History of New York’s Watershed
The long and tumultuous story of the development of New York City’s water supply, West of the Hudson River, began when the New York State Legislature passed Chapter 724 of the Laws of 1905, an act allowing the city to acquire lands and build dams, reservoirs, and aqueducts in the Catskills.
The city had already claimed the Croton River watershed in Putnam and Westchester Counties east of the Hudson, drawing its water from reservoirs and lakes in that region since 1842. The city’s growing population sent it to the Catskills for more water, first from the Esopus Creek, which was impounded to create the Ashokan Reservoir in Ulster County.
The Ashokan was constructed under the auspices of the New York City Board of Water Supply (BWS) between 1907 and 1915. Its Olive Bridge Dam and various weirs and dikes backed up Esopus waters for 12 miles, necessitating the removal of homes, farms, businesses, churches, schools, and other structures throughout the valley. Two thousand residents were displaced as four hamlets were flooded and eight others were relocated.
The BWS next turned to the Schoharie Creek, building a dam at Gilboa to create the Schoharie Reservoir. This reservoir, built between 1919 and 1927, forced the removal of 350 residents of the community of Gilboa and neighboring valley lands.
Water from the Schoharie is sent down the Shandaken Tunnel, an 18 mile-long conduit which leads to the Esopus Creek and then runs eastward into the Ashokan Reservoir. The blended waters reach the city’s distribution system through the 92 mile-long Catskill Aqueduct which consists of deep-rock tunnels, steel pipe siphons and buried conduits snaking beneath mountains, valleys and rivers. The aqueduct burrows 1,114 feet beneath the Hudson River between Storm King and Breakneck Mountains near Cornwall.
No sooner had the Schoharie Reservoir been completed then the BWS began development of the Delaware River and its tributaries. Receiving state approval in 1928, the city’s plans to build five more reservoirs were held up by challenges from New Jersey and Pennsylvania, which shared the interstate waters of the Delaware. The dispute went all the way to the U. S. Supreme Court, which in 1931 allowed New York City to take up to 440 million gallons of water a day from the river system. That required the city to scale back its plans to just three reservoirs – one on the Rondout Creek (actually a tributary of the Hudson River); another on the Neversink River; and a third on the East Branch of the Delaware.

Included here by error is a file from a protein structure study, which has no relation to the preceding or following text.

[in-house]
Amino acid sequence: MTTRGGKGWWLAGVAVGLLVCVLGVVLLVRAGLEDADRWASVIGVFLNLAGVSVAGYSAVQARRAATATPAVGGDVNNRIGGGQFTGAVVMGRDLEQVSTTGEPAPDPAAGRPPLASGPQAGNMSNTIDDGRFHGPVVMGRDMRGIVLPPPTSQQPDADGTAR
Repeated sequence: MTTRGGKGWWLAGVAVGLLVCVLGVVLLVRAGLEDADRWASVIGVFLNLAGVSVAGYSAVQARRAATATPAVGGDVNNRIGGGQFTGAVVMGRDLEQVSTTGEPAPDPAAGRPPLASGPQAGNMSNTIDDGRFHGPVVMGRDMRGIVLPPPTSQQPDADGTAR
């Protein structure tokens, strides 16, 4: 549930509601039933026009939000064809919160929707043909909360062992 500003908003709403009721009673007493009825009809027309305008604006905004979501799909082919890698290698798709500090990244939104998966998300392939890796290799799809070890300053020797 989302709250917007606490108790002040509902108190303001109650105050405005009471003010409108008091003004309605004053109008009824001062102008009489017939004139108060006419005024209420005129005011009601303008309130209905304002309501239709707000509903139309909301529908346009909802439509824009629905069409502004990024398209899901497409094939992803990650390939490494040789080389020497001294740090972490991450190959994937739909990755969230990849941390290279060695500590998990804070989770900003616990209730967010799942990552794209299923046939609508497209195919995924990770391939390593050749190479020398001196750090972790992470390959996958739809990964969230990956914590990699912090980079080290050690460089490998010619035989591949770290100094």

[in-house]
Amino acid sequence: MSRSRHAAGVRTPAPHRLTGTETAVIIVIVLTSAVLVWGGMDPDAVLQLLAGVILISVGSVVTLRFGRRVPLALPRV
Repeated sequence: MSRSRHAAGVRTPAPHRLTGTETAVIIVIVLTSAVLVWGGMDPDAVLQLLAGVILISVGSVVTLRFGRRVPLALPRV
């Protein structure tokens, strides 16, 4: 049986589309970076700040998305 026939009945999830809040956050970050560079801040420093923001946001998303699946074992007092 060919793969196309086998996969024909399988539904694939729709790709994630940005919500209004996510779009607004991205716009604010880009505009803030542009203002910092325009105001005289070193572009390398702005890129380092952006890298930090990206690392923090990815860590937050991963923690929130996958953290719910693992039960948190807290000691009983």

The Rondout Reservoir straddling the Ulster and Sullivan County line was built between 1937 and 1954 (it was first placed in service in 1951). The Neversink Reservoir a few miles distant in Sullivan County was constructed between 1941 and 1953 (in service in 1950). Both projects were virtually shut down during World War II, but resumed in 1946.
The communities of Eureka, Montela and Lackawack were eliminated to make way for the Rondout; the hamlets of Neversink and Bittersweet were lost to the Neversink Reservoir. More than 1,500 people were forced to vacate their homes, farms, and businesses in both valleys.
The Pepacton Reservoir on the East Branch in Delaware County was built between 1947 and 1954. The 2,400 foot-long dam at Downsville impounds the largest of the city’s reservoirs. Eighteen miles long, it covers nine square miles, has a 55 mile shoreline and a capacity of 140 billion gallons.
The Pepacton flooded four communities — Arena, Pepacton, Shavertown and Union Grove – displacing 974 people. The city acquired more than 13,000 acres, including cemeteries from which 2,371 bodies were removed to be re-interred elsewhere.
Faced with growing water demand, the city then proposed yet another reservoir on the West Branch of the Delaware River, a plan that prompted a second Supreme Court battle. The court, in 1954, allowed the city to take additional water from the Delaware River system, and the BWS immediately began building the last of its reservoirs, the Cannonsville, in Delaware County.
Constructed from 1955 to 1967, the Cannonsville Reservoir was first placed in service in 1965. The Stilesville Dam impounds 95 billion gallons of water in a reservoir that is 16 miles long. Five more communities were condemned to make way for this reservoir: Beerston, Cannonsville, Rock Rift, Rock Royal, and Granton. Another 941 people were forced to move.
Water from the Pepacton, Neversink and Cannonsville Reservoirs is sent to the Rondout Reservoir by gravity via the 25 mile-long East Delaware Tunnel, the 44-mile West Delaware Tunnel and the Neversink Tunnel, which is six miles long. The combined waters are then sent to the city in the world’s longest continuous underground tunnel, the Delaware Aqueduct, which extends 85 miles from the Rondout Reservoir to Hillview Reservoir in Yonkers. The aqueduct, 1,550 feet below ground at one point, runs 600 feet beneath the Hudson River at Chelsea.
For more information on the city’s water system, which includes 19 reservoirs and controlled lakes in seven counties east and west of the Hudson River, visit the NYC Department of Environmental Protection’s web site.